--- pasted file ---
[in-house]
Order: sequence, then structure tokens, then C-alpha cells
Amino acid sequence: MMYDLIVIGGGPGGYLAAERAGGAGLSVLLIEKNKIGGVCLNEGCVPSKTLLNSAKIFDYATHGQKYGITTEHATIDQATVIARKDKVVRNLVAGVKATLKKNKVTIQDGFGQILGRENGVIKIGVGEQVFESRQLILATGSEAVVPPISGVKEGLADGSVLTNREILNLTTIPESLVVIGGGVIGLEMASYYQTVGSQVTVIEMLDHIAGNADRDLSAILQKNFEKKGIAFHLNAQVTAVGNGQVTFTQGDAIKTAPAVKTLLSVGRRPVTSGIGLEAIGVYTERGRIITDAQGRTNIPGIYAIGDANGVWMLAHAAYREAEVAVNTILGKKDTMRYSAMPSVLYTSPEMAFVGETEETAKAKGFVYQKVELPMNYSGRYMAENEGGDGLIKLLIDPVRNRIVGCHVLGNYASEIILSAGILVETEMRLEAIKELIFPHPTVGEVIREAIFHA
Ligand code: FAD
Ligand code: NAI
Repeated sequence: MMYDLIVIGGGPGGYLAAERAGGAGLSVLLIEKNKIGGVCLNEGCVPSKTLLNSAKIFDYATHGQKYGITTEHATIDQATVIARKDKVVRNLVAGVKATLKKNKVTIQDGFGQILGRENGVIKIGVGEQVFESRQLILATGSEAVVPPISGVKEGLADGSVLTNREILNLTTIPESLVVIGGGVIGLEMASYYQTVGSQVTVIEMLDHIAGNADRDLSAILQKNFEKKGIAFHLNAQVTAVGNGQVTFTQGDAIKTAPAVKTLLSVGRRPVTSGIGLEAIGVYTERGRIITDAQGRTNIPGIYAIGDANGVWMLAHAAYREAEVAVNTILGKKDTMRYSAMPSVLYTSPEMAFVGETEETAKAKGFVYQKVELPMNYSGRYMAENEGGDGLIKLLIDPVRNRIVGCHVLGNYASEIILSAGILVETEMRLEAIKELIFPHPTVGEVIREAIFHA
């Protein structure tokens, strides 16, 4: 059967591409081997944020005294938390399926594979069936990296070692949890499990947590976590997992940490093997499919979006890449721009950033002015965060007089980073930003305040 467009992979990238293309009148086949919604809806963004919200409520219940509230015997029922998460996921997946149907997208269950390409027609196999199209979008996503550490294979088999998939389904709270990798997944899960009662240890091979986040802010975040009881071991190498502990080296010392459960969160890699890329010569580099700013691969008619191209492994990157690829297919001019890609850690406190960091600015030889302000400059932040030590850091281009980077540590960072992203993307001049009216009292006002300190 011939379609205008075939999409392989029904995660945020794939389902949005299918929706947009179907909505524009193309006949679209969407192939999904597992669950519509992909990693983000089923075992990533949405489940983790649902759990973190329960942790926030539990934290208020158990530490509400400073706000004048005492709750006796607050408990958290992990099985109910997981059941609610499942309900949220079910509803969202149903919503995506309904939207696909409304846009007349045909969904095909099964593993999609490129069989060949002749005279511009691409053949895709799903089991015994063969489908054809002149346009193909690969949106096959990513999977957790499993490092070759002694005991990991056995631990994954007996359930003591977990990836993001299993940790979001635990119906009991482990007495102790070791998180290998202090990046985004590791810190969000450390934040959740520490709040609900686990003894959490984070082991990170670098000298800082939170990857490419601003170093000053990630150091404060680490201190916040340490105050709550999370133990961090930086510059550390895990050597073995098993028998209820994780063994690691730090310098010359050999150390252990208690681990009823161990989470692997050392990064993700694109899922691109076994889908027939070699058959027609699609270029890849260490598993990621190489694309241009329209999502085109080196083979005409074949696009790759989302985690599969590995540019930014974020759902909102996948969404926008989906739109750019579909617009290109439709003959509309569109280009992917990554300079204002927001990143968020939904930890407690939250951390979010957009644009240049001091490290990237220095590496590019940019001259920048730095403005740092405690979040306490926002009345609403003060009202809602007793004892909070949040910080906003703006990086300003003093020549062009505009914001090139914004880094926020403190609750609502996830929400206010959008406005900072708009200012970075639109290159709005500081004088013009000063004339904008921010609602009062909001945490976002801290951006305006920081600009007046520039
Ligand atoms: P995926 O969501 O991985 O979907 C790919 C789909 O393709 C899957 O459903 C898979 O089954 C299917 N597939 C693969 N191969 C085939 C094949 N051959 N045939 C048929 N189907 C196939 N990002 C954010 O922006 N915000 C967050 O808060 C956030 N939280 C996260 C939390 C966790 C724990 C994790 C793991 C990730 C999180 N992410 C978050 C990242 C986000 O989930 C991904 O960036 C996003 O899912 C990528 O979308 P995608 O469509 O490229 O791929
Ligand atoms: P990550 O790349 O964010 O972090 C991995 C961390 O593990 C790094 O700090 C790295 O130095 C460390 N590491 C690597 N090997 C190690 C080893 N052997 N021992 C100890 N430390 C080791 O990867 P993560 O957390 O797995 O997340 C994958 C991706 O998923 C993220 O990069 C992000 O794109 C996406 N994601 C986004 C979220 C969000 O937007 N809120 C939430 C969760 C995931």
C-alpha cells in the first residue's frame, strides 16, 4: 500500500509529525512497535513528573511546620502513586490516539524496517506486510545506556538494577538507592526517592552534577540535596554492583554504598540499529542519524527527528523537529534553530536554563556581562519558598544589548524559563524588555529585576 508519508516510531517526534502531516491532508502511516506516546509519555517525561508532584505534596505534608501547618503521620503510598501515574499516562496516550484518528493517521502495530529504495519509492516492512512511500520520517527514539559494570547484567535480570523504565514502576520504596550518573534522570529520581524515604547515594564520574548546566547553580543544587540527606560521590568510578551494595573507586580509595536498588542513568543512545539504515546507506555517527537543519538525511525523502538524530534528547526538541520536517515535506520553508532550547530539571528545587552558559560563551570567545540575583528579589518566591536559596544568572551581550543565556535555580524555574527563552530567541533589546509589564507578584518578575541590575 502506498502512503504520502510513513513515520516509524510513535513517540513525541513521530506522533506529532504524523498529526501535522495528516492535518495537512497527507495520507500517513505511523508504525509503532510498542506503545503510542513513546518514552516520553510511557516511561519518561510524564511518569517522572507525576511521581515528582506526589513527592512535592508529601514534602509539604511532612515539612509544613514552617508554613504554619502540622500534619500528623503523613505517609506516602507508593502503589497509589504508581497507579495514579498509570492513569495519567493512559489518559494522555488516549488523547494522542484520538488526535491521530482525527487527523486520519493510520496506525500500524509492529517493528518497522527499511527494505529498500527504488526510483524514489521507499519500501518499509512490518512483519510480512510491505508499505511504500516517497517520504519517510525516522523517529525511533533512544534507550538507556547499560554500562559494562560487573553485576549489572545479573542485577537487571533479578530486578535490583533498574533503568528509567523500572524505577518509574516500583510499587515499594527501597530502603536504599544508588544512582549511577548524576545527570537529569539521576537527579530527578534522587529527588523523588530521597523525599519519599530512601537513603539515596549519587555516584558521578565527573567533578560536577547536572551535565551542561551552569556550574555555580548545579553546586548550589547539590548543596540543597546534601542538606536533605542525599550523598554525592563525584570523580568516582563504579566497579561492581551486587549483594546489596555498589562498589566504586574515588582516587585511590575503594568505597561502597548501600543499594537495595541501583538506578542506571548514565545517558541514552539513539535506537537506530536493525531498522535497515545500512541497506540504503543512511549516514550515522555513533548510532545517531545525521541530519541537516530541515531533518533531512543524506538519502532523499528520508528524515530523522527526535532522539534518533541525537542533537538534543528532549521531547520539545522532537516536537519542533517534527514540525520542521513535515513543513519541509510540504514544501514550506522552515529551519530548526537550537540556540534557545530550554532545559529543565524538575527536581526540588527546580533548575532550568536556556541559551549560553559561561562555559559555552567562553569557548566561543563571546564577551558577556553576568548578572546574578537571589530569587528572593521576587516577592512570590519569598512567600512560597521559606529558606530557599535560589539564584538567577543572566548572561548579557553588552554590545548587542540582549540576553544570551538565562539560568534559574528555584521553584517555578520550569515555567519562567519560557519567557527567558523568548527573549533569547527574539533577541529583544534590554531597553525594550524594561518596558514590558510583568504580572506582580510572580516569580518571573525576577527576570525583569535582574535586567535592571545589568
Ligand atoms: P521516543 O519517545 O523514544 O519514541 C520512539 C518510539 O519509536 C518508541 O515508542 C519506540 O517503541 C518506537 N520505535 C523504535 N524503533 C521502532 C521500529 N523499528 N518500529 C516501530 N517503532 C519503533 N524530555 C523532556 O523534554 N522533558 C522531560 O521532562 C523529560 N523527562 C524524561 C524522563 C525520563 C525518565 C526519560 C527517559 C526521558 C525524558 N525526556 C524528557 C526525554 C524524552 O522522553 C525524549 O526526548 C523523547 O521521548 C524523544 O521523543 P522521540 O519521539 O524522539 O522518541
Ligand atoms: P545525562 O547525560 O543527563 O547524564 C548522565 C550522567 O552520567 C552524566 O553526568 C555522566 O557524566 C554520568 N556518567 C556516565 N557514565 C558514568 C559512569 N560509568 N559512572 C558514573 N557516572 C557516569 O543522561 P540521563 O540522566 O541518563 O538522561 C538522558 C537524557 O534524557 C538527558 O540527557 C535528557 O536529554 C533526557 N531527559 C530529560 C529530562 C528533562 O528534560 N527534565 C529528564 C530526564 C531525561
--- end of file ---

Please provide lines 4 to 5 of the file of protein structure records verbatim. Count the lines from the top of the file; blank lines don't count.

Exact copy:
Ligand code: FAD
Ligand code: NAI